Traverse City Record-Eagle

Obituaries

October 25, 2013

Bobby Beugnot

ELBERTA — Bobby “Bob” Wybert Beugnot, 87, passed away peacefully Oct. 20, 2013 at his home in Elberta, Mich. He was born Jan. 9, 1926 in Grand Rapids, Mich. to Theodore and Margarite Beugnot. At age four Bob’s family moved to Elberta where his father became the local barber. Bob attended school in Elberta until his class was transferred to Frankfort their senior year.

Graduating in 1943, Bob acquired the parental consent mandatory for a 17-year-old to enlist in the Navy. He served as torpedoman’s mate and assistant helmsman aboard the U.S.S. Lyman K. Swenson DD 729. This 2200-ton Sumner-class destroyer endured much action in the Asiatic Pacific fending off some of the first Japanese Kamikaze planes and weathering a severe typhoon in which three other destroyers capsized and were lost. It battled through to the shores of Japan when World War II finally ended and Bob was able to return home. He seldom, and then only reluctantly, would talk of his war experiences. He did admit to getting a tattoo. It was a heart with “Mom & Dad” inscribed.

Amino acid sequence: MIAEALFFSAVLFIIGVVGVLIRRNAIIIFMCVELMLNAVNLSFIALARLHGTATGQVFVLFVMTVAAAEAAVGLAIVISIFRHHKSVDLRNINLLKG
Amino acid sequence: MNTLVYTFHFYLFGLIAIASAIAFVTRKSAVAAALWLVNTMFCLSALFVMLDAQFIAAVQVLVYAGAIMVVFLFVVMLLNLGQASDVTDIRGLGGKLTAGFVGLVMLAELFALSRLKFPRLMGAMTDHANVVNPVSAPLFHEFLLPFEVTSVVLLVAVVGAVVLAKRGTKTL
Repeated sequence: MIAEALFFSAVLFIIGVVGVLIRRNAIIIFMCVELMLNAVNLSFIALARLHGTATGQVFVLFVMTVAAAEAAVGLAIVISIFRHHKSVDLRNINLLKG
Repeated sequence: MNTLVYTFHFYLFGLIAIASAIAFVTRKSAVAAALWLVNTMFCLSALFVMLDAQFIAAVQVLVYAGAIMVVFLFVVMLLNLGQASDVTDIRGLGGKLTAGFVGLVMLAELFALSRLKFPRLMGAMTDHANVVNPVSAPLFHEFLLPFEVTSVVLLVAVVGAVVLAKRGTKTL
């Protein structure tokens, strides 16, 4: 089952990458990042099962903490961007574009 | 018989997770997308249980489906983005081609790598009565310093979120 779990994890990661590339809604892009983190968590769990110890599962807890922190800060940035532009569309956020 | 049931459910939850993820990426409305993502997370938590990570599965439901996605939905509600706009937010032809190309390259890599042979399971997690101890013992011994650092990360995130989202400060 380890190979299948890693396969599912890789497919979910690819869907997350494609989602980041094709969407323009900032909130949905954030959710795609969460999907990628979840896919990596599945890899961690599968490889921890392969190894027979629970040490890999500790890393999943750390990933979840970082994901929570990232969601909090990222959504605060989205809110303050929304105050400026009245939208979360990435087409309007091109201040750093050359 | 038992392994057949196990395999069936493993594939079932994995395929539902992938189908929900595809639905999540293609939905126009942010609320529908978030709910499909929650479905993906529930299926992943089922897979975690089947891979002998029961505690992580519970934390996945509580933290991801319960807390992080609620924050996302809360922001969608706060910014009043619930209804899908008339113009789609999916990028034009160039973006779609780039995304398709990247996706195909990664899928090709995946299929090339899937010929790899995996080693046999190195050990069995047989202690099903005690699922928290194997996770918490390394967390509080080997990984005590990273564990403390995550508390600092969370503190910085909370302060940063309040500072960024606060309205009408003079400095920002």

After returning to Elberta, Bob took a little time off from hunting and fishing to marry the love of his life, Bernice Larson. Their loving friendship and devotion would continue for a wonderful 67 years of mutual caring and support for each other. Together they built a home in Elberta and raised three children. Bob worked full-time as switchman then later as yardmaster for the Ann Arbor Railroad. Always striving to make things better for his family he often held a second part-time job. He was a barber in his father’s shop, farmed strawberries, grew pine trees, sharpened saws, earned a real estate license, among many other entrepreneurial endeavors.

Bob will always be in the hearts of his family and we are grateful to have been a part of his life. He was one who would work hard trying to be the best at what he chose to do, yet he always emphasized a balanced life. Encouraging the importance of health and nutrition, he set goals and found fun ways to exercise. He lived every day to the fullest, while always giving and putting others first. He spent much time helping his children, grandchildren, their friends, and kids from the neighborhood, get involved in sports. Personal projects include building a basketball court and archery range in the back yard, complete with lessons. While serving in various positions involved with village politics, he helped promote the construction of the public basketball court and baseball field. He also coached many summer baseball teams as his children and grandchildren began to play.

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